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Fallon actively recruiting primary challenger for Culver
Ed Fallon is convinced that if Democrats don’t find a credible primary challenger for Gov. Chet Culver a Republican will be living in Terrace Hill next year. So the former Democratic lawmaker from Des Moines is actively seeking willing candidates with the hope of ousting the one-term incumbent.
“I’m doing the Democratic Party a favor,” he said in an interview with The Iowa Independent. “Gov. Culver is going to lose, that is becoming more and more clear.”
Fallon said that while most people he’s talked to feel the same way about Culver, they are worried about the political risk of challenging a sitting governor. But he’s still hopeful he will find the right candidate.
“I’ve asked several people, and some haven’t said ‘no,’” Fallon said. He would not specifically name those he has asked or anyone who has shown interest, but he did point to Des Moines Mayor Frank Cownie and former Iowa City Mayor Regenia Bailey as the type of candidate he would like to see run.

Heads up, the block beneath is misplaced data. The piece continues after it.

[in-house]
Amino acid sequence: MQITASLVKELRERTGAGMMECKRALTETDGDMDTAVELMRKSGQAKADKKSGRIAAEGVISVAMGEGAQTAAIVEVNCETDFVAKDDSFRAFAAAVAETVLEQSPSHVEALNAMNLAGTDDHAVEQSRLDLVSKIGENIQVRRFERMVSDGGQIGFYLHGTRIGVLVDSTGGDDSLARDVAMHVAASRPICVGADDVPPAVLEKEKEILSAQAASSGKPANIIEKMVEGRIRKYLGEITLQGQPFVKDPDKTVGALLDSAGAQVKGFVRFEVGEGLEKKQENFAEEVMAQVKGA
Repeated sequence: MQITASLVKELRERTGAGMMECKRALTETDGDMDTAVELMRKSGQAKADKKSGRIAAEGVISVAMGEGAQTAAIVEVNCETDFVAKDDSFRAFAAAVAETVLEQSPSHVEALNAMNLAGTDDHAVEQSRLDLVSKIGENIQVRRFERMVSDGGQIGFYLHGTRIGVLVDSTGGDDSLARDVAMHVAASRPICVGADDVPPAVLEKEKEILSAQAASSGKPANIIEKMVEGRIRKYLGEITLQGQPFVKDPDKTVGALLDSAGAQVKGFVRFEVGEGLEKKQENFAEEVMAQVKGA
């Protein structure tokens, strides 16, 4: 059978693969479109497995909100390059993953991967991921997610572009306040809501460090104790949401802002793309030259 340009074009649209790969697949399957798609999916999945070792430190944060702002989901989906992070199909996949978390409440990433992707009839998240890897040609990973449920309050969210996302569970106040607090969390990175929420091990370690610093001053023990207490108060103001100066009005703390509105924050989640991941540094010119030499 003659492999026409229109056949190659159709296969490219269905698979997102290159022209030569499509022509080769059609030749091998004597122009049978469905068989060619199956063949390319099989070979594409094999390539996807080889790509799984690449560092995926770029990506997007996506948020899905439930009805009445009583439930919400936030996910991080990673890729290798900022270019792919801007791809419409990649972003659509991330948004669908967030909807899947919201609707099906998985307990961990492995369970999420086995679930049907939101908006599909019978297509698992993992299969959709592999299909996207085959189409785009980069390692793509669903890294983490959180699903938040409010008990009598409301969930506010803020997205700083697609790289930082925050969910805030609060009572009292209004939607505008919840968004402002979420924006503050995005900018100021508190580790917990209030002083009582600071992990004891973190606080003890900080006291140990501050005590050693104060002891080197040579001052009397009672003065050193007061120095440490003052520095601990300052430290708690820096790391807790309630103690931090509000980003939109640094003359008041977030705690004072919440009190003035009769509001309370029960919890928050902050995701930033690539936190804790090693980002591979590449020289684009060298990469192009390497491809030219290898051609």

“I think someone with elected experience but who is a fresh face in Iowa politics,” he said. “Someone who is willing to advance a progressive, populist agenda.”
Both Cownie and Bailey could not be reached for comment.
Recent polls have shown Culver losing to former Republican Gov. Terry Branstad by 15 percentage points or more. Sioux City businessman Bob Vander Plaats, another GOP gubernatorial hopeful, bests Culver in the polls as well, but by a much smaller margin.
“His unpopularity is partially a reflection of a bad economy,” Fallon said. “But to think that’s the only reason is to walk with blinders on.”